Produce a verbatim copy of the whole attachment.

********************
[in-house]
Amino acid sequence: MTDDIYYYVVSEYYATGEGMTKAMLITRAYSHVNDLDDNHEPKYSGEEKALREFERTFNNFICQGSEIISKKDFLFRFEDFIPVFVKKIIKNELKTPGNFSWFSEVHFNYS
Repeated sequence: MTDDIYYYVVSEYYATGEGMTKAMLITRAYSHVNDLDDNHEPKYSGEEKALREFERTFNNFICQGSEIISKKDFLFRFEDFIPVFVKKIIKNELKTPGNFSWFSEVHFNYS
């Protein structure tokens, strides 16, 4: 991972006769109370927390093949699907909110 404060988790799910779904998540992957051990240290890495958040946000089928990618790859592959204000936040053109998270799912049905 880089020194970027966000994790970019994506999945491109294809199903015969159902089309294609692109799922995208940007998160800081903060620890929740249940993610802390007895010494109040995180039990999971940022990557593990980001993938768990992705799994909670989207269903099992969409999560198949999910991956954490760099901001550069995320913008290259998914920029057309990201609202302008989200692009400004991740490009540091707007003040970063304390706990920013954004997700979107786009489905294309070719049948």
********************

[in-house]
Amino acid sequence: MTDDIYYYVVSEYYATGEGMTKAMLITRAYSHVNDLDDNHEPKYSGEEKALREFERTFNNFICQGSEIISKKDFLFRFEDFIPVFVKKIIKNELKTPGNFSWFSEVHFNYS
Repeated sequence: MTDDIYYYVVSEYYATGEGMTKAMLITRAYSHVNDLDDNHEPKYSGEEKALREFERTFNNFICQGSEIISKKDFLFRFEDFIPVFVKKIIKNELKTPGNFSWFSEVHFNYS
């Protein structure tokens, strides 16, 4: 991972006769109370927390093949699907909110 404060988790799910779904998540992957051990240290890495958040946000089928990618790859592959204000936040053109998270799912049905 880089020194970027966000994790970019994506999945491109294809199903015969159902089309294609692109799922995208940007998160800081903060620890929740249940993610802390007895010494109040995180039990999971940022990557593990980001993938768990992705799994909670989207269903099992969409999560198949999910991956954490760099901001550069995320913008290259998914920029057309990201609202302008989200692009400004991740490009540091707007003040970063304390706990920013954004997700979107786009489905294309070719049948």